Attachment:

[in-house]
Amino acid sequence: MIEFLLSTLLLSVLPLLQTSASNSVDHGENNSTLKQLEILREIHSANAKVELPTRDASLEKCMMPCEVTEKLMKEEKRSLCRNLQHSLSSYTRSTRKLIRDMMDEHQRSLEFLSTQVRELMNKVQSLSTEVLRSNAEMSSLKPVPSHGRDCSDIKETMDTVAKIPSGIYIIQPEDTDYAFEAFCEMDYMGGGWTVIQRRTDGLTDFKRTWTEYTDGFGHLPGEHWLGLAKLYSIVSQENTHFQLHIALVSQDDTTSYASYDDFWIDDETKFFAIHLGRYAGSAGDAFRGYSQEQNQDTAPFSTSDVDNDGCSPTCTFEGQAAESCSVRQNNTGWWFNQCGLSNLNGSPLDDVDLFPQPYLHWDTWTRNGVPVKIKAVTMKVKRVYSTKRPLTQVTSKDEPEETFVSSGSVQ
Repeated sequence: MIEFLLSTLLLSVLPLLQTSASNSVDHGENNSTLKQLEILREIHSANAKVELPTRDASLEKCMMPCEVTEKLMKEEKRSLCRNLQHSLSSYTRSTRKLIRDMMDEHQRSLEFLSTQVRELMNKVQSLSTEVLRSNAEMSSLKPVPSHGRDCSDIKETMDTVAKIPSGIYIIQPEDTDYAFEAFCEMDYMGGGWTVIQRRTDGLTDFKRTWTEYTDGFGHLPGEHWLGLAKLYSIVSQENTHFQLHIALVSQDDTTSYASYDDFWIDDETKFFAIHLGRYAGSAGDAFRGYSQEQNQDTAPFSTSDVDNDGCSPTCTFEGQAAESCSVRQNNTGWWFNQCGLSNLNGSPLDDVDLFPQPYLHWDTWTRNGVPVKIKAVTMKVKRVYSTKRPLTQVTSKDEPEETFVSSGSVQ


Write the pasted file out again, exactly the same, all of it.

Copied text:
[in-house]
Amino acid sequence: MIEFLLSTLLLSVLPLLQTSASNSVDHGENNSTLKQLEILREIHSANAKVELPTRDASLEKCMMPCEVTEKLMKEEKRSLCRNLQHSLSSYTRSTRKLIRDMMDEHQRSLEFLSTQVRELMNKVQSLSTEVLRSNAEMSSLKPVPSHGRDCSDIKETMDTVAKIPSGIYIIQPEDTDYAFEAFCEMDYMGGGWTVIQRRTDGLTDFKRTWTEYTDGFGHLPGEHWLGLAKLYSIVSQENTHFQLHIALVSQDDTTSYASYDDFWIDDETKFFAIHLGRYAGSAGDAFRGYSQEQNQDTAPFSTSDVDNDGCSPTCTFEGQAAESCSVRQNNTGWWFNQCGLSNLNGSPLDDVDLFPQPYLHWDTWTRNGVPVKIKAVTMKVKRVYSTKRPLTQVTSKDEPEETFVSSGSVQ
Repeated sequence: MIEFLLSTLLLSVLPLLQTSASNSVDHGENNSTLKQLEILREIHSANAKVELPTRDASLEKCMMPCEVTEKLMKEEKRSLCRNLQHSLSSYTRSTRKLIRDMMDEHQRSLEFLSTQVRELMNKVQSLSTEVLRSNAEMSSLKPVPSHGRDCSDIKETMDTVAKIPSGIYIIQPEDTDYAFEAFCEMDYMGGGWTVIQRRTDGLTDFKRTWTEYTDGFGHLPGEHWLGLAKLYSIVSQENTHFQLHIALVSQDDTTSYASYDDFWIDDETKFFAIHLGRYAGSAGDAFRGYSQEQNQDTAPFSTSDVDNDGCSPTCTFEGQAAESCSVRQNNTGWWFNQCGLSNLNGSPLDDVDLFPQPYLHWDTWTRNGVPVKIKAVTMKVKRVYSTKRPLTQVTSKDEPEETFVSSGSVQ